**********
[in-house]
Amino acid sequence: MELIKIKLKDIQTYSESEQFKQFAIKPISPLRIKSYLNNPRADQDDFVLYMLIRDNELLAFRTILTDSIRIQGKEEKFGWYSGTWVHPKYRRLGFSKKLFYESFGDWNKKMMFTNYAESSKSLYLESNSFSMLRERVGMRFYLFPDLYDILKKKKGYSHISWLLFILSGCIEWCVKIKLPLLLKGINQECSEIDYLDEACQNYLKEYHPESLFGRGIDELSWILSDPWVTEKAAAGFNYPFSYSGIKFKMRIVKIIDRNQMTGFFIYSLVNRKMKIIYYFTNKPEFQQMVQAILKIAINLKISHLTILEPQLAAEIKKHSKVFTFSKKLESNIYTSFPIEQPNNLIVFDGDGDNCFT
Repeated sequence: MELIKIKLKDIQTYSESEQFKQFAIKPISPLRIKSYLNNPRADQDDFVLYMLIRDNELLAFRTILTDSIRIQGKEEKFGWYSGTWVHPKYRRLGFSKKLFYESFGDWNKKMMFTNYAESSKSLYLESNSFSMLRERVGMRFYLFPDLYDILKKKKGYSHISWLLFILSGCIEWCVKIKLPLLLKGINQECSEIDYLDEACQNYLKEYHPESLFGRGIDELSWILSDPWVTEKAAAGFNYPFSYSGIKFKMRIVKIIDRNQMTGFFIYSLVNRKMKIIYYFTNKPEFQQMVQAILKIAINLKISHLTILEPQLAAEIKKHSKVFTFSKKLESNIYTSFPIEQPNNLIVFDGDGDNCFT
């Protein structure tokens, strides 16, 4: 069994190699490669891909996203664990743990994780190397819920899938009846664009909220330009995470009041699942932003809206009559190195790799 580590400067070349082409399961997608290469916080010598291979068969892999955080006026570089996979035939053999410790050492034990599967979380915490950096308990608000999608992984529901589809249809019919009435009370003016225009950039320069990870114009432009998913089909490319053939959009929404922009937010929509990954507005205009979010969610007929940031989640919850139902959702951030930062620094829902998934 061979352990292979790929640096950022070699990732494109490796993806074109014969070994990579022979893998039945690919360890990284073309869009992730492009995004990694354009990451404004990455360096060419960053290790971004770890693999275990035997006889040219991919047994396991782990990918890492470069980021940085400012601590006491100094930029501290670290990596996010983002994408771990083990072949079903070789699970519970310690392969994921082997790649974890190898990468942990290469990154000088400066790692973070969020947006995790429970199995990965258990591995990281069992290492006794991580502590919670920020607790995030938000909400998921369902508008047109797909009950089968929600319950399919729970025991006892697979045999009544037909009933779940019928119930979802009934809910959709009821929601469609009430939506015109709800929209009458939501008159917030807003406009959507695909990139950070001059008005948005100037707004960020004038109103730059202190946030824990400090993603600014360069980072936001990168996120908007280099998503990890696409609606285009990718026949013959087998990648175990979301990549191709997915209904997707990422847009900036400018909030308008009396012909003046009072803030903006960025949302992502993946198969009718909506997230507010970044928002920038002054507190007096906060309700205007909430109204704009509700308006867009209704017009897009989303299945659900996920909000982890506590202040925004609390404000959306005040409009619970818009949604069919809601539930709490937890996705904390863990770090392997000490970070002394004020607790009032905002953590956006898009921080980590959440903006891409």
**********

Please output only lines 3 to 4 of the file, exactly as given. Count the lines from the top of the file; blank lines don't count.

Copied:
Repeated sequence: MELIKIKLKDIQTYSESEQFKQFAIKPISPLRIKSYLNNPRADQDDFVLYMLIRDNELLAFRTILTDSIRIQGKEEKFGWYSGTWVHPKYRRLGFSKKLFYESFGDWNKKMMFTNYAESSKSLYLESNSFSMLRERVGMRFYLFPDLYDILKKKKGYSHISWLLFILSGCIEWCVKIKLPLLLKGINQECSEIDYLDEACQNYLKEYHPESLFGRGIDELSWILSDPWVTEKAAAGFNYPFSYSGIKFKMRIVKIIDRNQMTGFFIYSLVNRKMKIIYYFTNKPEFQQMVQAILKIAINLKISHLTILEPQLAAEIKKHSKVFTFSKKLESNIYTSFPIEQPNNLIVFDGDGDNCFT
């Protein structure tokens, strides 16, 4: 069994190699490669891909996203664990743990994780190397819920899938009846664009909220330009995470009041699942932003809206009559190195790799 580590400067070349082409399961997608290469916080010598291979068969892999955080006026570089996979035939053999410790050492034990599967979380915490950096308990608000999608992984529901589809249809019919009435009370003016225009950039320069990870114009432009998913089909490319053939959009929404922009937010929509990954507005205009979010969610007929940031989640919850139902959702951030930062620094829902998934 061979352990292979790929640096950022070699990732494109490796993806074109014969070994990579022979893998039945690919360890990284073309869009992730492009995004990694354009990451404004990455360096060419960053290790971004770890693999275990035997006889040219991919047994396991782990990918890492470069980021940085400012601590006491100094930029501290670290990596996010983002994408771990083990072949079903070789699970519970310690392969994921082997790649974890190898990468942990290469990154000088400066790692973070969020947006995790429970199995990965258990591995990281069992290492006794991580502590919670920020607790995030938000909400998921369902508008047109797909009950089968929600319950399919729970025991006892697979045999009544037909009933779940019928119930979802009934809910959709009821929601469609009430939506015109709800929209009458939501008159917030807003406009959507695909990139950070001059008005948005100037707004960020004038109103730059202190946030824990400090993603600014360069980072936001990168996120908007280099998503990890696409609606285009990718026949013959087998990648175990979301990549191709997915209904997707990422847009900036400018909030308008009396012909003046009072803030903006960025949302992502993946198969009718909506997230507010970044928002920038002054507190007096906060309700205007909430109204704009509700308006867009209704017009897009989303299945659900996920909000982890506590202040925004609390404000959306005040409009619970818009949604069919809601539930709490937890996705904390863990770090392997000490970070002394004020607790009032905002953590956006898009921080980590959440903006891409």